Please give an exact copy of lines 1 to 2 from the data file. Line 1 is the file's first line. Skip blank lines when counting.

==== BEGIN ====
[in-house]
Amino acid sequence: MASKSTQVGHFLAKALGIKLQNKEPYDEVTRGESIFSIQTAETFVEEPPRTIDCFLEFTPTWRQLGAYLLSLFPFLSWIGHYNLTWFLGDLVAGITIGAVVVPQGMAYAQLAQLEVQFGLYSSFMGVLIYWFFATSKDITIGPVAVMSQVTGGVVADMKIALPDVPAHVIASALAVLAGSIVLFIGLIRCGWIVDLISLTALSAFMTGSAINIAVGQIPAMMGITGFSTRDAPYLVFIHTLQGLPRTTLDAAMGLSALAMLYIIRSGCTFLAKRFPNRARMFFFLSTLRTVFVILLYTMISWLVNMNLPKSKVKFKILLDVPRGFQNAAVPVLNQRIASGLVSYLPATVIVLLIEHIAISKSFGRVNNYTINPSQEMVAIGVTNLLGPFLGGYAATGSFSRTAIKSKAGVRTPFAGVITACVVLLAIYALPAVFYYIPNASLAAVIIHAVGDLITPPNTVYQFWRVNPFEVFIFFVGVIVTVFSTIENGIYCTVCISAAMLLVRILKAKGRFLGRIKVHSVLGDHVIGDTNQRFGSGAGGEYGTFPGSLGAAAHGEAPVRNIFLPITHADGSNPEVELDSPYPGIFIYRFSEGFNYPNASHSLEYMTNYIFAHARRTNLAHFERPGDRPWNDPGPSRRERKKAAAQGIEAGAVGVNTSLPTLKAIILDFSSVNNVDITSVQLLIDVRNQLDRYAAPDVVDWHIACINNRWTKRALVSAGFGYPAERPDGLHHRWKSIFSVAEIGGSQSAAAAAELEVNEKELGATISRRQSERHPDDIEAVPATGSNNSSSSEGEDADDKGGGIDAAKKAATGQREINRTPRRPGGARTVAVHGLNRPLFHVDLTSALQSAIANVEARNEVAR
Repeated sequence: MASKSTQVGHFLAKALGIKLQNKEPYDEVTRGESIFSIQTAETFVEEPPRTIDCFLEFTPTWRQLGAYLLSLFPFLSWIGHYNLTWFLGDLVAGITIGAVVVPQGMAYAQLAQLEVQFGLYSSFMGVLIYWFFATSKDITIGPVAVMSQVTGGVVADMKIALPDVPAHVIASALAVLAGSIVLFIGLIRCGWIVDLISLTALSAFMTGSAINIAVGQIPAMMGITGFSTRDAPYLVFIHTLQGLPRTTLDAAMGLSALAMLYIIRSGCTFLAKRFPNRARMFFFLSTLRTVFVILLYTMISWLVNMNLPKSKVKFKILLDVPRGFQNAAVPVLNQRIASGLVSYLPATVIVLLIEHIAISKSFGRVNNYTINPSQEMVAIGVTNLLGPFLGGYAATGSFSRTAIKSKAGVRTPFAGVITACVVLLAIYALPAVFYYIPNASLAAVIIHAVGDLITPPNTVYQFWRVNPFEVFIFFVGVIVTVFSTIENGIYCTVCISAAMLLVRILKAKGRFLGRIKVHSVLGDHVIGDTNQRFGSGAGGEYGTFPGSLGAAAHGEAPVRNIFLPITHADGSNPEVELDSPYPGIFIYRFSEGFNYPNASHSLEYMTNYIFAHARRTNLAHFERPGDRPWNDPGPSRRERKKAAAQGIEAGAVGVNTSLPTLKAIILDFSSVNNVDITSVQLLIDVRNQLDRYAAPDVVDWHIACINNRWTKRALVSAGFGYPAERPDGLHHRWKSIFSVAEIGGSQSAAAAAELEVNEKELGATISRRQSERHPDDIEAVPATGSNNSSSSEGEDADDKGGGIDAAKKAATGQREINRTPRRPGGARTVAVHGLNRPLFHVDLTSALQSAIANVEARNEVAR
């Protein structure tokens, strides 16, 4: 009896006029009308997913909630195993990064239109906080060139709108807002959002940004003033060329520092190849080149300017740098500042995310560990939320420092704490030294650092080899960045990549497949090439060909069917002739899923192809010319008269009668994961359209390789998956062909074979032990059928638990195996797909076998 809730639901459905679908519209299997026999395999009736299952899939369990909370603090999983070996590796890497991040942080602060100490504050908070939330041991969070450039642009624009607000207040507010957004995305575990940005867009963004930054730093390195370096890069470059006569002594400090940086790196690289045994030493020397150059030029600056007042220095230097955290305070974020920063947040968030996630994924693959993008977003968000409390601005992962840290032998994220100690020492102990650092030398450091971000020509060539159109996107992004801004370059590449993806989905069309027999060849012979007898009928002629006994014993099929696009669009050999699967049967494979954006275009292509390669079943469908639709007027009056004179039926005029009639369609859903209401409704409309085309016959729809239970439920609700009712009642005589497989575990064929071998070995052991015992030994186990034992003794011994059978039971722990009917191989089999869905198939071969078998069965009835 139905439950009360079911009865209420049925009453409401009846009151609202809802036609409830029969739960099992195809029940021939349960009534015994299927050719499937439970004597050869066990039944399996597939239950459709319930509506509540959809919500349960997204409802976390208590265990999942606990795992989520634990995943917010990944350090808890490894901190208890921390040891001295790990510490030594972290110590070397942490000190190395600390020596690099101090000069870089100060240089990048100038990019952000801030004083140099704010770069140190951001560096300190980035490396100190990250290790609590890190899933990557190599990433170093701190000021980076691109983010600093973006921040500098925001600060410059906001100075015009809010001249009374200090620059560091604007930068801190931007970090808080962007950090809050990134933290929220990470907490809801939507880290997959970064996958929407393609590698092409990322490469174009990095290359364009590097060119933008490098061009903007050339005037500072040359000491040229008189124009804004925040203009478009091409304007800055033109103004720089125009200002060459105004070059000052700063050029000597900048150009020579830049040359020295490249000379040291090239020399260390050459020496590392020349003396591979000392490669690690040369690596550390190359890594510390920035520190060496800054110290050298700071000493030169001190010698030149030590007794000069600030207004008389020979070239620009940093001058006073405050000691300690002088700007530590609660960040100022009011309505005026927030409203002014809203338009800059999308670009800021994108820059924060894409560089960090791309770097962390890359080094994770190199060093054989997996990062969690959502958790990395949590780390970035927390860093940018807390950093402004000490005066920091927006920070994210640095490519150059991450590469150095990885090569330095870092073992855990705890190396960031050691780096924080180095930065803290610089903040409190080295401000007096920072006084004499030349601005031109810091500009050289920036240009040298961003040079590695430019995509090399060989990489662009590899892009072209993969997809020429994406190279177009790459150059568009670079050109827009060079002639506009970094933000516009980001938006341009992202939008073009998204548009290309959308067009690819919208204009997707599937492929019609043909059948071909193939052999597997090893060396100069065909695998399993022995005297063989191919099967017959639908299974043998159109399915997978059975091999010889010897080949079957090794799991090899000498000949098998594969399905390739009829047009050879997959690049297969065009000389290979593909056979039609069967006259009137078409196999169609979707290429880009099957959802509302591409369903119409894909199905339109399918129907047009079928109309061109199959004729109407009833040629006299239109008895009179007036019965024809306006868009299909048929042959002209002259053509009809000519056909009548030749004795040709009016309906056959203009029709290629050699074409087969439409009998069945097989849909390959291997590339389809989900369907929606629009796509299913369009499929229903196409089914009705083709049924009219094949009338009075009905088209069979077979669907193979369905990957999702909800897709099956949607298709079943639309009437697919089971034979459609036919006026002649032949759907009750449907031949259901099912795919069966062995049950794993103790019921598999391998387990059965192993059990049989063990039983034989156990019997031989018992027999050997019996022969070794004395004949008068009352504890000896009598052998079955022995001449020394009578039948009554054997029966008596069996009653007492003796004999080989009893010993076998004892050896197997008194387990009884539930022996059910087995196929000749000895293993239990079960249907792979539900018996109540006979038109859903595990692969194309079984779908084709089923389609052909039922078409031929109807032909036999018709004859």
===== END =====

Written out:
[in-house]
Amino acid sequence: MASKSTQVGHFLAKALGIKLQNKEPYDEVTRGESIFSIQTAETFVEEPPRTIDCFLEFTPTWRQLGAYLLSLFPFLSWIGHYNLTWFLGDLVAGITIGAVVVPQGMAYAQLAQLEVQFGLYSSFMGVLIYWFFATSKDITIGPVAVMSQVTGGVVADMKIALPDVPAHVIASALAVLAGSIVLFIGLIRCGWIVDLISLTALSAFMTGSAINIAVGQIPAMMGITGFSTRDAPYLVFIHTLQGLPRTTLDAAMGLSALAMLYIIRSGCTFLAKRFPNRARMFFFLSTLRTVFVILLYTMISWLVNMNLPKSKVKFKILLDVPRGFQNAAVPVLNQRIASGLVSYLPATVIVLLIEHIAISKSFGRVNNYTINPSQEMVAIGVTNLLGPFLGGYAATGSFSRTAIKSKAGVRTPFAGVITACVVLLAIYALPAVFYYIPNASLAAVIIHAVGDLITPPNTVYQFWRVNPFEVFIFFVGVIVTVFSTIENGIYCTVCISAAMLLVRILKAKGRFLGRIKVHSVLGDHVIGDTNQRFGSGAGGEYGTFPGSLGAAAHGEAPVRNIFLPITHADGSNPEVELDSPYPGIFIYRFSEGFNYPNASHSLEYMTNYIFAHARRTNLAHFERPGDRPWNDPGPSRRERKKAAAQGIEAGAVGVNTSLPTLKAIILDFSSVNNVDITSVQLLIDVRNQLDRYAAPDVVDWHIACINNRWTKRALVSAGFGYPAERPDGLHHRWKSIFSVAEIGGSQSAAAAAELEVNEKELGATISRRQSERHPDDIEAVPATGSNNSSSSEGEDADDKGGGIDAAKKAATGQREINRTPRRPGGARTVAVHGLNRPLFHVDLTSALQSAIANVEARNEVAR